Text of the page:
Yellowstone wolves : science and discovery in the world's first national park

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Chicago : The University of Chicago Press, 2020.
Physical Desc
xvii, 339 pages : illustrations (some color), color maps ; 29 cm
Main Library - Adult
599.773 Yel
1 available


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Chicago : The University of Chicago Press, 2020.


General Note
Accompanied by online video produced by Robert K. Landis.
General Note
"Interviews with authors and accompanying video footage of wolves and other wildlife in Yellowstone National Park are available to readers of the printed book. The video can be viewed in its entirety, or individual interviews on specific topics can be accessed at URLs noted at the end of certain chapters. The entire vie is available at the following URL and with these password credentials: URL: ..."--ECIP note on accompanying video and individual interviews.
Includes bibliographical references (pages 289-319) and indexes.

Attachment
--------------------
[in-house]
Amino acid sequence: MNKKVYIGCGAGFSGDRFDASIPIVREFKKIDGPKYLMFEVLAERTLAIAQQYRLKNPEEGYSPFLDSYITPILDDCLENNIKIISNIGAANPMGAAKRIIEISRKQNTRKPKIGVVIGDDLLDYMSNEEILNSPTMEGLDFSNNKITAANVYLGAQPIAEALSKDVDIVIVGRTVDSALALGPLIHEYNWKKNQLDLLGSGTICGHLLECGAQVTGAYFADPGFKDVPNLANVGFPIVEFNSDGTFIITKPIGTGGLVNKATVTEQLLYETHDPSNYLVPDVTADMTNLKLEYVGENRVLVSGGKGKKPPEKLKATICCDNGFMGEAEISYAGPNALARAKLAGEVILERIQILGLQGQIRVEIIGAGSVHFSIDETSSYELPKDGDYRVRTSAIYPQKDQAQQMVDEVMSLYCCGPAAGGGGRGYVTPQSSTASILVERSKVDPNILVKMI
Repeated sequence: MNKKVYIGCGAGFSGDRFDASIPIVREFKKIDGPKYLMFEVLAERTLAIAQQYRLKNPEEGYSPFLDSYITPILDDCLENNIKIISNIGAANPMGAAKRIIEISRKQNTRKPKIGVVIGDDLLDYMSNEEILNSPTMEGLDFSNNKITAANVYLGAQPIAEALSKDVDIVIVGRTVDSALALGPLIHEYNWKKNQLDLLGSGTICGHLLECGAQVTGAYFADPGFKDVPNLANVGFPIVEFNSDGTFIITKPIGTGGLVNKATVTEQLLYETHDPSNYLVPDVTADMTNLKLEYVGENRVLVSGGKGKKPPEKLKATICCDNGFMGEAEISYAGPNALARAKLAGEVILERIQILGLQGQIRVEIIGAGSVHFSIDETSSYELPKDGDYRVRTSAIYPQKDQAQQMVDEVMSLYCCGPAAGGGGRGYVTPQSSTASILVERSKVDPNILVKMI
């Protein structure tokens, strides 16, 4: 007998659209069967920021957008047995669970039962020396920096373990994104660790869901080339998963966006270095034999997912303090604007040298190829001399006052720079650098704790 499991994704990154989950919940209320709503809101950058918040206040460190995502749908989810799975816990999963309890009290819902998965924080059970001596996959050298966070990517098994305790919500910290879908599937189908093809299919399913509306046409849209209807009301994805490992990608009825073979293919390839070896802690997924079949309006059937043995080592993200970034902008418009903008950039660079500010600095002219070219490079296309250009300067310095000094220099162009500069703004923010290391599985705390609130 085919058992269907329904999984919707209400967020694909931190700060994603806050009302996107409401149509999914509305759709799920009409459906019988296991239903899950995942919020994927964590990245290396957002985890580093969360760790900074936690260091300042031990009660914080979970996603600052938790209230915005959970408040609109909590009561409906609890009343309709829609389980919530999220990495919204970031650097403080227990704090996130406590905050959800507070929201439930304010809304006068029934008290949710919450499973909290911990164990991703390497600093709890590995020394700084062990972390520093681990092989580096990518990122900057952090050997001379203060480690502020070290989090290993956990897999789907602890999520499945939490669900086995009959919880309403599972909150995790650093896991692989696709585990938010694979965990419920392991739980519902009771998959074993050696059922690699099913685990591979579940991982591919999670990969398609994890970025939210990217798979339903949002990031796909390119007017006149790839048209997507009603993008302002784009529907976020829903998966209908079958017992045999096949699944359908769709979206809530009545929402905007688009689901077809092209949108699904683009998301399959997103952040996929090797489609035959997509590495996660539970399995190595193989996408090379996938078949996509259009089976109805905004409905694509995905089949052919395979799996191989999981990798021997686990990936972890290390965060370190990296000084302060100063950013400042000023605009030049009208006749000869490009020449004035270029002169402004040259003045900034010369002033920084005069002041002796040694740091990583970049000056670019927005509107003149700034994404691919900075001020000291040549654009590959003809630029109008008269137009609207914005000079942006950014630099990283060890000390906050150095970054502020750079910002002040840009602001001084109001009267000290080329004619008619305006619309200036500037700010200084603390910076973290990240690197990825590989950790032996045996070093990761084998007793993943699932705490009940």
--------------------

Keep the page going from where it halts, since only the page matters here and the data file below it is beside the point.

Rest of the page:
"There is perhaps no population of U.S. carnivores better studied than the wolves of Yellowstone. These iconic predators were reintroduced to the park in 1995, having been hunted nearly to the brink of extinction. From 1995 to 1997, 41 wild wolves from Canada and northwest Montana were released in to the park, and in the intervening decades scientists followed their every move-from predation to mating to wolf-pup play. The Yellowstone reintroduction has served as an incredible, one-of-a-kind field experiment: it allows us to witness how the arrival of top predators can change an entire ecosystem, providing a critical window into prey migration, pack composition, trophic effects, and much else. Yellowstone Wolves will be the first synthesis of what these animals have taught scientists, and it comes near the reintroduction program's 25th anniversary. It will also be the most authoritative; it includes contributions from nearly every wolf biologist working in America today. And unlike other recent wolf books that focus on a single aspect of wolf biology, this book moves between scales, including essays on the biology of the individual, the behavior of a pack, population genetics, and ecosystem-wide effects. The essays are framed by discussions of the history of reintroduction, and punctuated by short "guest essays" from luminaries in the wolf community. The book includes a foreword by Jane Goodall, and is supplemented by a 10-part, roughly 75-minute documentary film. The film will be hosted on our website. This book will likely supplant David Mech's Wolves, published by Chicago in 2003"--,Provided by publisher.

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